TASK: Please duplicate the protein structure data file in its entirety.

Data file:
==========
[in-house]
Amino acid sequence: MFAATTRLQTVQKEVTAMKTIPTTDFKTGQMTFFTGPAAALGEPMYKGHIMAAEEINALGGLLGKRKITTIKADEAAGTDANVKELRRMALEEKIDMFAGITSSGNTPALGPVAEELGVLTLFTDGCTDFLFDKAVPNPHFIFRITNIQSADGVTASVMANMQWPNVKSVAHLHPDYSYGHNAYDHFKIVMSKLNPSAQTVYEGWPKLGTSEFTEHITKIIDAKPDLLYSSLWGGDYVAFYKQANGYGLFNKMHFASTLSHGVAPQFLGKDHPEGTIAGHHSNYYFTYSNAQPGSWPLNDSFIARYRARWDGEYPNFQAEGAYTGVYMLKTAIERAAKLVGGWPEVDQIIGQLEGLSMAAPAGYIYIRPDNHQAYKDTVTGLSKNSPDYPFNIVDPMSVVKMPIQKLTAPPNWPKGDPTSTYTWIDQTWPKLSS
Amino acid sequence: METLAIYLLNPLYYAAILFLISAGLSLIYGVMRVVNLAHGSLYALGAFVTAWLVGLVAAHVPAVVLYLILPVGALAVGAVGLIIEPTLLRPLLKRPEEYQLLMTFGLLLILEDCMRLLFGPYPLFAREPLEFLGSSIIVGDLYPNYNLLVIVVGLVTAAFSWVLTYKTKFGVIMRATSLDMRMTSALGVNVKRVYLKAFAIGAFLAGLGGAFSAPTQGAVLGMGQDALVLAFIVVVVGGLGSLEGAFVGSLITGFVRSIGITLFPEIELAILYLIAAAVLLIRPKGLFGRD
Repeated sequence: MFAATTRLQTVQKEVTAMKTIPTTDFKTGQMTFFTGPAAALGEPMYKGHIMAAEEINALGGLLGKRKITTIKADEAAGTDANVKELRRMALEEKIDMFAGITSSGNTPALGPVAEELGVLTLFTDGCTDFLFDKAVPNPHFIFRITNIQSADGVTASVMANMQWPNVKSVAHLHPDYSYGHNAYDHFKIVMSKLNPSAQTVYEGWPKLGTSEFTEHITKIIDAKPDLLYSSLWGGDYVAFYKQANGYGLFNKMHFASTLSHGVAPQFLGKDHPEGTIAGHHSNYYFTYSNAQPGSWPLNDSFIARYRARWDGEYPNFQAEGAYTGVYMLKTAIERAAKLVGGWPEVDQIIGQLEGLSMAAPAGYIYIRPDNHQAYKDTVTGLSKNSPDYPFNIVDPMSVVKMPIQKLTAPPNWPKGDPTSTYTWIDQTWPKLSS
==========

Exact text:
[in-house]
Amino acid sequence: MFAATTRLQTVQKEVTAMKTIPTTDFKTGQMTFFTGPAAALGEPMYKGHIMAAEEINALGGLLGKRKITTIKADEAAGTDANVKELRRMALEEKIDMFAGITSSGNTPALGPVAEELGVLTLFTDGCTDFLFDKAVPNPHFIFRITNIQSADGVTASVMANMQWPNVKSVAHLHPDYSYGHNAYDHFKIVMSKLNPSAQTVYEGWPKLGTSEFTEHITKIIDAKPDLLYSSLWGGDYVAFYKQANGYGLFNKMHFASTLSHGVAPQFLGKDHPEGTIAGHHSNYYFTYSNAQPGSWPLNDSFIARYRARWDGEYPNFQAEGAYTGVYMLKTAIERAAKLVGGWPEVDQIIGQLEGLSMAAPAGYIYIRPDNHQAYKDTVTGLSKNSPDYPFNIVDPMSVVKMPIQKLTAPPNWPKGDPTSTYTWIDQTWPKLSS
Amino acid sequence: METLAIYLLNPLYYAAILFLISAGLSLIYGVMRVVNLAHGSLYALGAFVTAWLVGLVAAHVPAVVLYLILPVGALAVGAVGLIIEPTLLRPLLKRPEEYQLLMTFGLLLILEDCMRLLFGPYPLFAREPLEFLGSSIIVGDLYPNYNLLVIVVGLVTAAFSWVLTYKTKFGVIMRATSLDMRMTSALGVNVKRVYLKAFAIGAFLAGLGGAFSAPTQGAVLGMGQDALVLAFIVVVVGGLGSLEGAFVGSLITGFVRSIGITLFPEIELAILYLIAAAVLLIRPKGLFGRD
Repeated sequence: MFAATTRLQTVQKEVTAMKTIPTTDFKTGQMTFFTGPAAALGEPMYKGHIMAAEEINALGGLLGKRKITTIKADEAAGTDANVKELRRMALEEKIDMFAGITSSGNTPALGPVAEELGVLTLFTDGCTDFLFDKAVPNPHFIFRITNIQSADGVTASVMANMQWPNVKSVAHLHPDYSYGHNAYDHFKIVMSKLNPSAQTVYEGWPKLGTSEFTEHITKIIDAKPDLLYSSLWGGDYVAFYKQANGYGLFNKMHFASTLSHGVAPQFLGKDHPEGTIAGHHSNYYFTYSNAQPGSWPLNDSFIARYRARWDGEYPNFQAEGAYTGVYMLKTAIERAAKLVGGWPEVDQIIGQLEGLSMAAPAGYIYIRPDNHQAYKDTVTGLSKNSPDYPFNIVDPMSVVKMPIQKLTAPPNWPKGDPTSTYTWIDQTWPKLSS